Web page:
The role of technology for achieving climate policy objectives: overview of the EMF 27 study on global technology and climate policy strategies

Kriegler, Elmar; Weyant, John; Blanford, Geoffrey; Krey, Volker; Clarke, Leon; Edmonds, Jae; Fawcett, Allen; Luderer, Gunnar; Riahi, Keywan; Richels, Richard; Rose, Steven; Tavoni, Massimo; Vuuren, Detlef
April 2014
Climatic Change;Apr2014, Vol. 123 Issue 3/4, p353
Academic Journal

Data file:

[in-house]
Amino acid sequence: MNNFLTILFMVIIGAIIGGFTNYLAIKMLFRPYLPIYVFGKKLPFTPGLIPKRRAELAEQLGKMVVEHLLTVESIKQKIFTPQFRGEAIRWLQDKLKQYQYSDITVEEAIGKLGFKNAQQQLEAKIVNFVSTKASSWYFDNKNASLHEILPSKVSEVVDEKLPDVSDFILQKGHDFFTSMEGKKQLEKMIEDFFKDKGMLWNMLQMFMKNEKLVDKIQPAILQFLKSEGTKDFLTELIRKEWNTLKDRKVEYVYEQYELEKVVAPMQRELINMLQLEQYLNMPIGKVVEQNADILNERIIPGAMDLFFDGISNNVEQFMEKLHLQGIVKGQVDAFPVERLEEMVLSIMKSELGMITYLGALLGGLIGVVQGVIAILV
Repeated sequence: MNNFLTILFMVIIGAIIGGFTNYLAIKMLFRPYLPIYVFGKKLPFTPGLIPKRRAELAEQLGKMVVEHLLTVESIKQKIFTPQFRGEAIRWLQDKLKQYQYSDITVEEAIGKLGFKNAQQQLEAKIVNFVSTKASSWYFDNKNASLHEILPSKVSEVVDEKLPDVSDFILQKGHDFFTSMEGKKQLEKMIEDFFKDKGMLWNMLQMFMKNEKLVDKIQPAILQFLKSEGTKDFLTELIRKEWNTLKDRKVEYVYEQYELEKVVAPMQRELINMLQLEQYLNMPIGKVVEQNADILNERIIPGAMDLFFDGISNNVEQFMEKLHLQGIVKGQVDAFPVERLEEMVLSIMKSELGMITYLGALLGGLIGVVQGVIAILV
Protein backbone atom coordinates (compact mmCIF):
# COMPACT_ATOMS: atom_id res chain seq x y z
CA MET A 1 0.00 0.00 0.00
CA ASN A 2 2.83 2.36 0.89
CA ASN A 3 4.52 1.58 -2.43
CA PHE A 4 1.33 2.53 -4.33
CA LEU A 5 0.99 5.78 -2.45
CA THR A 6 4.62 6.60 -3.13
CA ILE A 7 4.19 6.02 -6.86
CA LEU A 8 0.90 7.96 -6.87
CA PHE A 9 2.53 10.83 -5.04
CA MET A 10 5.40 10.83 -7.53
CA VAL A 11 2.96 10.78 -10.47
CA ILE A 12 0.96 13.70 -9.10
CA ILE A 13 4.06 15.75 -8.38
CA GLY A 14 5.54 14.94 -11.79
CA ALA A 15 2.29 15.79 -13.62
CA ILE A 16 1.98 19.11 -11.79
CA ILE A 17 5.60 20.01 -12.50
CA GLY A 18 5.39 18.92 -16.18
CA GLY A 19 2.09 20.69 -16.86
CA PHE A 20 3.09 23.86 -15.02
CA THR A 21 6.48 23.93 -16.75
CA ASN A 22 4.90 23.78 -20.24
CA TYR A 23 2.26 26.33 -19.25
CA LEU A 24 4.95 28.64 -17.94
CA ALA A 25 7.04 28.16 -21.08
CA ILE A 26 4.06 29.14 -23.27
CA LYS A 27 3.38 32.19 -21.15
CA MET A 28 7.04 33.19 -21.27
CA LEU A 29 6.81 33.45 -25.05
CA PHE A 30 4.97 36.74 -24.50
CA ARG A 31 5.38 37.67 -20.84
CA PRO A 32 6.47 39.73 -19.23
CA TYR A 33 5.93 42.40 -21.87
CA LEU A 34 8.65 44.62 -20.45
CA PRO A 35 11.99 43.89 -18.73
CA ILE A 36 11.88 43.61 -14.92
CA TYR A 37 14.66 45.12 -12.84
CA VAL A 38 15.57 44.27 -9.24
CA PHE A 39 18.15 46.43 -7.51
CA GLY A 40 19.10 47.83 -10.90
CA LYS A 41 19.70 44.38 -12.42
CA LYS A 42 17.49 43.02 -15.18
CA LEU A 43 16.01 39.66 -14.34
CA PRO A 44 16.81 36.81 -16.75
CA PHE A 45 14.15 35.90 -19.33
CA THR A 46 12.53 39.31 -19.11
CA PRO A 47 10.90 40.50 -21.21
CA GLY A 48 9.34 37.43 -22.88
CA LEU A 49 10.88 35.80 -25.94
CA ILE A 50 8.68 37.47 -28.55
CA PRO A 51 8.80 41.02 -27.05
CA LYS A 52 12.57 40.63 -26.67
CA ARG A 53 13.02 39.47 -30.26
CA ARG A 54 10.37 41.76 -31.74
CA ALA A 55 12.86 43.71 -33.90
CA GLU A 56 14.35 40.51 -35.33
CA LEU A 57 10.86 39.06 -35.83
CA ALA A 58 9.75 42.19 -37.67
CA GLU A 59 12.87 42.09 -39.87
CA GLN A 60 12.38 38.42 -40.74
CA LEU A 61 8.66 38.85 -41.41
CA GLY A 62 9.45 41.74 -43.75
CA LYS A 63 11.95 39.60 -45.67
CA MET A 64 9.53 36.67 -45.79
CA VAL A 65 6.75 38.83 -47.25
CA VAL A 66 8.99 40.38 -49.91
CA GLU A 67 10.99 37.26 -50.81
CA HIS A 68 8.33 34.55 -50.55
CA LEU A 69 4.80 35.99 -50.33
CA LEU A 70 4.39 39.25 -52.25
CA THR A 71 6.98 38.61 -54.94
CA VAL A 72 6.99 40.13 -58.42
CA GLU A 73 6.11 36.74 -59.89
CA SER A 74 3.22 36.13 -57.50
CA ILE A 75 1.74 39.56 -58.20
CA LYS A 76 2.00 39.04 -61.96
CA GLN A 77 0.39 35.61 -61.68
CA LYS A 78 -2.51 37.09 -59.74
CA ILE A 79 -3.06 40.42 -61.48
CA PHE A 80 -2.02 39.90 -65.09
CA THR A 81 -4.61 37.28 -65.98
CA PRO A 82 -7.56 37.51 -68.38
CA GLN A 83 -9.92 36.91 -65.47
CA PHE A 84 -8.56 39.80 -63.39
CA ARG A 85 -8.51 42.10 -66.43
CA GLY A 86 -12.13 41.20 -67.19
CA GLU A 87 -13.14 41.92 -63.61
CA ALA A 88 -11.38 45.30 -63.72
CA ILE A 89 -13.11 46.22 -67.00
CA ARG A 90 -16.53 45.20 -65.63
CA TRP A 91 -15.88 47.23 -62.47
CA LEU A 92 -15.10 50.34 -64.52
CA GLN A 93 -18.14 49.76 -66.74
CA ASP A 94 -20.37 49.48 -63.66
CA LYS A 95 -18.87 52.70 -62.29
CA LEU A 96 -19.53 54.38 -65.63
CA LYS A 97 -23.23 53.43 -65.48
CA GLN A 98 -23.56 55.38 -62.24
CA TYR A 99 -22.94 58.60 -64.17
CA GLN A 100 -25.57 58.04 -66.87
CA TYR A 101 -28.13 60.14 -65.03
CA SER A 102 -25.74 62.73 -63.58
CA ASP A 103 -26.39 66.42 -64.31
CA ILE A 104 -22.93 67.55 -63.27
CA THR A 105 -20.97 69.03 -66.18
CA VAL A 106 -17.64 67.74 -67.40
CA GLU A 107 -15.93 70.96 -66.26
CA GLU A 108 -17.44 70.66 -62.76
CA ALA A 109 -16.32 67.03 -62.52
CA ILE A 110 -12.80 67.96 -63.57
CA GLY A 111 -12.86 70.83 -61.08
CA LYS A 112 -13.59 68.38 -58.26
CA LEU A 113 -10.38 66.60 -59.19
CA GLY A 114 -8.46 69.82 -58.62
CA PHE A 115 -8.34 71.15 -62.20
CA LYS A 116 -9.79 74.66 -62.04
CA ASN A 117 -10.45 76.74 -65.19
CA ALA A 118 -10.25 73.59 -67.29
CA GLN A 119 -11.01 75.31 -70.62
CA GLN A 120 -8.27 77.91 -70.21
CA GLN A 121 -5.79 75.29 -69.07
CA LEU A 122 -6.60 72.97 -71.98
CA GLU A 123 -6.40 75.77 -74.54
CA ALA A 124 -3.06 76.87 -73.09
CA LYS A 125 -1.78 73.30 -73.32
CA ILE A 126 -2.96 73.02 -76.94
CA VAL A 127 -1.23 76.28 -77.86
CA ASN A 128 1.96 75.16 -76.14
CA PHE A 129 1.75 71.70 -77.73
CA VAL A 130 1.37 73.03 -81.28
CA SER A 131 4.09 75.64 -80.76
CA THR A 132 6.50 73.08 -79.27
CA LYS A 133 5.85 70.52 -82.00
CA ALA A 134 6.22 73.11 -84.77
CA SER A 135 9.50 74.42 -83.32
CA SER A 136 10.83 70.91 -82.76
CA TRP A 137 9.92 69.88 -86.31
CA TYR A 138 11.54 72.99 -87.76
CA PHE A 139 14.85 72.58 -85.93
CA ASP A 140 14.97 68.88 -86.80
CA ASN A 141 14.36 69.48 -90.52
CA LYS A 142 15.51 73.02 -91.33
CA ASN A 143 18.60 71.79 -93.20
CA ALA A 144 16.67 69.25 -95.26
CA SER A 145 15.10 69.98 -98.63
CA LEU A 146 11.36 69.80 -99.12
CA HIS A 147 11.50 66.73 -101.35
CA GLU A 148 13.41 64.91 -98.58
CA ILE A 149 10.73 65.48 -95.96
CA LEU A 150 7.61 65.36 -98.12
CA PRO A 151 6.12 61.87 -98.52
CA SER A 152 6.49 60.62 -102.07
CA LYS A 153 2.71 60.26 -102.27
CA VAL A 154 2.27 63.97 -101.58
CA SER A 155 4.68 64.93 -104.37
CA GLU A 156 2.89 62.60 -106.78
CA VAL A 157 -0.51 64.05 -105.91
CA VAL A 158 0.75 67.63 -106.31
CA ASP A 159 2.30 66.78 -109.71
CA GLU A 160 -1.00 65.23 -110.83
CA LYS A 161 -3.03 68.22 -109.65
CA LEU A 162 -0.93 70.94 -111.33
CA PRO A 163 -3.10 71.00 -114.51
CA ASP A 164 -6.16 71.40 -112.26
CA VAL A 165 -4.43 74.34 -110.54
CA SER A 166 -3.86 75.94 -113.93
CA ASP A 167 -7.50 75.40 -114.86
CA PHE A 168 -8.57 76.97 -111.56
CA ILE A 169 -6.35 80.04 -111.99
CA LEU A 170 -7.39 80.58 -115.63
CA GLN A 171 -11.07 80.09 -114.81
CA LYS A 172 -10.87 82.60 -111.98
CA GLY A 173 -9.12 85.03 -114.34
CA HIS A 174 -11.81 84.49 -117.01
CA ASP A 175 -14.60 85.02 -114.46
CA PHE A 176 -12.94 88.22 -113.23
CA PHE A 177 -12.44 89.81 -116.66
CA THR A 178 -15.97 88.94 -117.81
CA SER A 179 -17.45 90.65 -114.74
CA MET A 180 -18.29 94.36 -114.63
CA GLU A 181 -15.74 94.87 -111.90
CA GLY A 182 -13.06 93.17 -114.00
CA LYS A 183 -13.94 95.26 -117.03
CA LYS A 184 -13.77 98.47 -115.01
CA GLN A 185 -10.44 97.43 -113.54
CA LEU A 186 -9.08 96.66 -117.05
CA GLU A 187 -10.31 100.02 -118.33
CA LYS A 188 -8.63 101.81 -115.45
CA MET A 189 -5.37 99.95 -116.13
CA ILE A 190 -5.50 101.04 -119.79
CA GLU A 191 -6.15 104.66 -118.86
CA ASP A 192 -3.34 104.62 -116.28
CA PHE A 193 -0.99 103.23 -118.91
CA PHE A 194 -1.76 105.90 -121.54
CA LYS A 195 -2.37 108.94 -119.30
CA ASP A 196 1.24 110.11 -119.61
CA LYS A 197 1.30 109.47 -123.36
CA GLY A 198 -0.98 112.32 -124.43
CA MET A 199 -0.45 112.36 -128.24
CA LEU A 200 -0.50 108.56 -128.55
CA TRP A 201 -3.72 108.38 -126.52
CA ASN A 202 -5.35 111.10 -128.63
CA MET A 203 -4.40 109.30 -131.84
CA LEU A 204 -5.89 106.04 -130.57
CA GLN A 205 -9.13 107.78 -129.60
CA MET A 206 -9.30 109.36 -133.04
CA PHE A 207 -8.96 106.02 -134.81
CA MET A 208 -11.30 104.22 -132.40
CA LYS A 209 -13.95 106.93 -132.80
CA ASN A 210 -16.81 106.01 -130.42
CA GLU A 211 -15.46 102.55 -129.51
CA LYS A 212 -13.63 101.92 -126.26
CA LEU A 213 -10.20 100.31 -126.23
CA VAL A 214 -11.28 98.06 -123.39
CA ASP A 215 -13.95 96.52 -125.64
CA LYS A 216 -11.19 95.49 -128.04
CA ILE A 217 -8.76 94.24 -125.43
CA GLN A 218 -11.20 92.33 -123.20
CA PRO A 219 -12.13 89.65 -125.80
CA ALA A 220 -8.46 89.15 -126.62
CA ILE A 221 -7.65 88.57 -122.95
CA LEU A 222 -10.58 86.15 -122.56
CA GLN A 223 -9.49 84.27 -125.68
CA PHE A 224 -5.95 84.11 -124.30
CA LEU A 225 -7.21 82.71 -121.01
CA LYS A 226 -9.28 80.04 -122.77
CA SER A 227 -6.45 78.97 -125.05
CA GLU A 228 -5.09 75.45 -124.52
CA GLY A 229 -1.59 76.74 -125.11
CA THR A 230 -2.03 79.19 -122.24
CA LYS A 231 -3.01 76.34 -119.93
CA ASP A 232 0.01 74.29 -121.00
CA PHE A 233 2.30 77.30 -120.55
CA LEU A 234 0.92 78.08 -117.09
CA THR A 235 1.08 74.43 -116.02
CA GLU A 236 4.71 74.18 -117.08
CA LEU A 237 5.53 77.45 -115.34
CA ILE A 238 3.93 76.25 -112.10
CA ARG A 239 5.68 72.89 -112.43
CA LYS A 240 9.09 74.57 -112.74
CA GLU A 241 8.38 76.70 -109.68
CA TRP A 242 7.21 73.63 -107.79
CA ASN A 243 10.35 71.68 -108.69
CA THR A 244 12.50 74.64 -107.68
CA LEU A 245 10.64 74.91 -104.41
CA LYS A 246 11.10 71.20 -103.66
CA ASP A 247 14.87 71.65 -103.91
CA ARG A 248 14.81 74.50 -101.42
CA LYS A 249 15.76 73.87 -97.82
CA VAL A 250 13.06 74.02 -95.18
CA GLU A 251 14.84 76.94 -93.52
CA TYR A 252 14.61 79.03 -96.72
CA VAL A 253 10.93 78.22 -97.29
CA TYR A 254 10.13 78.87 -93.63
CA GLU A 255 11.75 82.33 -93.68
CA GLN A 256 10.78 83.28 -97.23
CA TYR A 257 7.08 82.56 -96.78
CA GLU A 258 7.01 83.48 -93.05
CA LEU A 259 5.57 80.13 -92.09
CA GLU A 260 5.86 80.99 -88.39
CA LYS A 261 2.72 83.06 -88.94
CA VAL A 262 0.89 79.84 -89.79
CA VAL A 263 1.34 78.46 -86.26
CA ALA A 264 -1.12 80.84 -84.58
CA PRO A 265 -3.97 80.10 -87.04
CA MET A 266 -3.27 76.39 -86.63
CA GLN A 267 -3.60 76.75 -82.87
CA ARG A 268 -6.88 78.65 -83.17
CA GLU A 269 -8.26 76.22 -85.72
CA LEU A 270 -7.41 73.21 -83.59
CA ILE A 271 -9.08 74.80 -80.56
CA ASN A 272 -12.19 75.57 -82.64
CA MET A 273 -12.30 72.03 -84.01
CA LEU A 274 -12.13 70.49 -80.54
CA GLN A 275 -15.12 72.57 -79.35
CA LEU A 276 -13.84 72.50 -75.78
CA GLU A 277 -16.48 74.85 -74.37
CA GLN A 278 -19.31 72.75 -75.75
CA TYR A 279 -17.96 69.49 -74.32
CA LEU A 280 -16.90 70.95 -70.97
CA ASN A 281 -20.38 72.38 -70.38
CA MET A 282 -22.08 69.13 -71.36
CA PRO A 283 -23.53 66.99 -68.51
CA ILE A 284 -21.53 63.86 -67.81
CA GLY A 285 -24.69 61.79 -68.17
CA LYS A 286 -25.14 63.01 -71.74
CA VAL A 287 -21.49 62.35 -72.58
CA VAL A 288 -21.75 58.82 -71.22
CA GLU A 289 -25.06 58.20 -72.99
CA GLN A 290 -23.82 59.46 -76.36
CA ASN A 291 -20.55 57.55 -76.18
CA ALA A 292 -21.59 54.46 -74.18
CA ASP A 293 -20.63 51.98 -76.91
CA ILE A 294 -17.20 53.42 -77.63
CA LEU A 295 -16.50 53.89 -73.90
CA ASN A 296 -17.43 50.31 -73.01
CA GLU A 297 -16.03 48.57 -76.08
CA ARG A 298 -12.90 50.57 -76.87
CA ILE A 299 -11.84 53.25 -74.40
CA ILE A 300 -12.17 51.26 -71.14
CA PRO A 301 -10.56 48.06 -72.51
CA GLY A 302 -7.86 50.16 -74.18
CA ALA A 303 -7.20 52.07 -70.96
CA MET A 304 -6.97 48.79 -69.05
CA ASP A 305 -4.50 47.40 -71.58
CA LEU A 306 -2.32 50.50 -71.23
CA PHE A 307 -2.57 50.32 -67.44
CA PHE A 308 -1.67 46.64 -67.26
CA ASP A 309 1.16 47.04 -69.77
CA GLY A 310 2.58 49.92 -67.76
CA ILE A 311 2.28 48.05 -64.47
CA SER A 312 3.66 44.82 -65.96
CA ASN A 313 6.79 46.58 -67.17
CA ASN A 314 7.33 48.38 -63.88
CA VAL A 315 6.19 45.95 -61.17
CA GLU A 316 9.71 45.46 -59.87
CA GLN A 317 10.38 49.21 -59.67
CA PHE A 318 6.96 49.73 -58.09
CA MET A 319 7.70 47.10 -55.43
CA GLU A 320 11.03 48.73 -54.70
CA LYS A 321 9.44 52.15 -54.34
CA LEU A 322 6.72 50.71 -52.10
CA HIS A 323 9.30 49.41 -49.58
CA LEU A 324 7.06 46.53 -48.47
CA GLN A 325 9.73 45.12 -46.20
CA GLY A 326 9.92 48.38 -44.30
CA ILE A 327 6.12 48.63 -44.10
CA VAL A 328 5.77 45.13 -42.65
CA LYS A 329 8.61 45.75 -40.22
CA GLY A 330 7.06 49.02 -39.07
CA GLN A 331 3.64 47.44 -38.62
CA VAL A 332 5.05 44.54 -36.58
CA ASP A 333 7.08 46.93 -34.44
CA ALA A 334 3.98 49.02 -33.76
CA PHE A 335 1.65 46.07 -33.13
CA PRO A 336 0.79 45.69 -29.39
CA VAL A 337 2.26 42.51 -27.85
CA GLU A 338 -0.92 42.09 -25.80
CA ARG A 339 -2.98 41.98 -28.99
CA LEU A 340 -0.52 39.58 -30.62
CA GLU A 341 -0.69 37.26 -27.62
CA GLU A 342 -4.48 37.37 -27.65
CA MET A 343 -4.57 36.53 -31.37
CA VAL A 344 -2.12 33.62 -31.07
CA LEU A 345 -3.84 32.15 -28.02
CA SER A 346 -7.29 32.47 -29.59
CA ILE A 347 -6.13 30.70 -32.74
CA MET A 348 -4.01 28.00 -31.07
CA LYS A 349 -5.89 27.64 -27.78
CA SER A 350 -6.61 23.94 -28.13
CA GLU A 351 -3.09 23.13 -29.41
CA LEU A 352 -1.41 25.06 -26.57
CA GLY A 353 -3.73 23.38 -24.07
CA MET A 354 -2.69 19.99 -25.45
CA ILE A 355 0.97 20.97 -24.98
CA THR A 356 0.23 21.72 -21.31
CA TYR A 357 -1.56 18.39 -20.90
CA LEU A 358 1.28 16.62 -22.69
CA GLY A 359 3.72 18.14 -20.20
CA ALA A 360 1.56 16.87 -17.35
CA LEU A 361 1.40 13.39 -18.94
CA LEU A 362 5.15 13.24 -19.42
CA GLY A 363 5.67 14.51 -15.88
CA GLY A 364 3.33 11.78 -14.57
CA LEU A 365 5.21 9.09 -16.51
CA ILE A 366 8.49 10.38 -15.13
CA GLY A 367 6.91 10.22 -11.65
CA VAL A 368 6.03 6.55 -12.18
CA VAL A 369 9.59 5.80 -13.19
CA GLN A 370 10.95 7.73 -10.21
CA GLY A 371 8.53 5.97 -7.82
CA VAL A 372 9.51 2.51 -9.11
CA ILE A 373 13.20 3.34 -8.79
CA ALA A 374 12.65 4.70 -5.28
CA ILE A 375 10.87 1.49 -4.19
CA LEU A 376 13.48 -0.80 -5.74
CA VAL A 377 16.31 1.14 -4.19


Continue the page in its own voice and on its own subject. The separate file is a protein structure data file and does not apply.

This article presents the synthesis of results from the Stanford Energy Modeling Forum Study 27, an inter-comparison of 18 energy-economy and integrated assessment models. The study investigated the importance of individual mitigation options such as energy intensity improvements, carbon capture and storage (CCS), nuclear power, solar and wind power and bioenergy for climate mitigation. Limiting the atmospheric greenhouse gas concentration to 450 or 550 ppm CO equivalent by 2100 would require a decarbonization of the global energy system in the 21 century. Robust characteristics of the energy transformation are increased energy intensity improvements and the electrification of energy end use coupled with a fast decarbonization of the electricity sector. Non-electric energy end use is hardest to decarbonize, particularly in the transport sector. Technology is a key element of climate mitigation. Versatile technologies such as CCS and bioenergy are found to be most important, due in part to their combined ability to produce negative emissions. The importance of individual low-carbon electricity technologies is more limited due to the many alternatives in the sector. The scale of the energy transformation is larger for the 450 ppm than for the 550 ppm COe target. As a result, the achievability and the costs of the 450 ppm target are more sensitive to variations in technology availability.


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